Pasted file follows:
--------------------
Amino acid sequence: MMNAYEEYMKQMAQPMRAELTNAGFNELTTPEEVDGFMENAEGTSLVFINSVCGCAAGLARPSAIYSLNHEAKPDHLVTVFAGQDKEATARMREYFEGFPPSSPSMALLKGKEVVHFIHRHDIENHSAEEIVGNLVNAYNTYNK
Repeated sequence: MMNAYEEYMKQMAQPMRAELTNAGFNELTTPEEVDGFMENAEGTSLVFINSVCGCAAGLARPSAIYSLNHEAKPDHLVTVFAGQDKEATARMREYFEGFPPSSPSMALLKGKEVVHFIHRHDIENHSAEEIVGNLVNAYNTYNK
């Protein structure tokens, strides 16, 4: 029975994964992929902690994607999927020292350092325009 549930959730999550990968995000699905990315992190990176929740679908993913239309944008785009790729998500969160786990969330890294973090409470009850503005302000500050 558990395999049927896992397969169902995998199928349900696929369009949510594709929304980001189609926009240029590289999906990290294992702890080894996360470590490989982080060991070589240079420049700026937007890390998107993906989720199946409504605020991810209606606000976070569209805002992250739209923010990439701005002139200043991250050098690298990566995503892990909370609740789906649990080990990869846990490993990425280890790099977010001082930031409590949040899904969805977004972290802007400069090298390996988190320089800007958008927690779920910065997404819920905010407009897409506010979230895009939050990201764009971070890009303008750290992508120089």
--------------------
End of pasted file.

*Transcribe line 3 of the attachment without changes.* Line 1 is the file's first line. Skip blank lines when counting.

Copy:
């Protein structure tokens, strides 16, 4: 029975994964992929902690994607999927020292350092325009 549930959730999550990968995000699905990315992190990176929740679908993913239309944008785009790729998500969160786990969330890294973090409470009850503005302000500050 558990395999049927896992397969169902995998199928349900696929369009949510594709929304980001189609926009240029590289999906990290294992702890080894996360470590490989982080060991070589240079420049700026937007890390998107993906989720199946409504605020991810209606606000976070569209805002992250739209923010990439701005002139200043991250050098690298990566995503892990909370609740789906649990080990990869846990490993990425280890790099977010001082930031409590949040899904969805977004972290802007400069090298390996988190320089800007958008927690779920910065997404819920905010407009897409506010979230895009939050990201764009971070890009303008750290992508120089």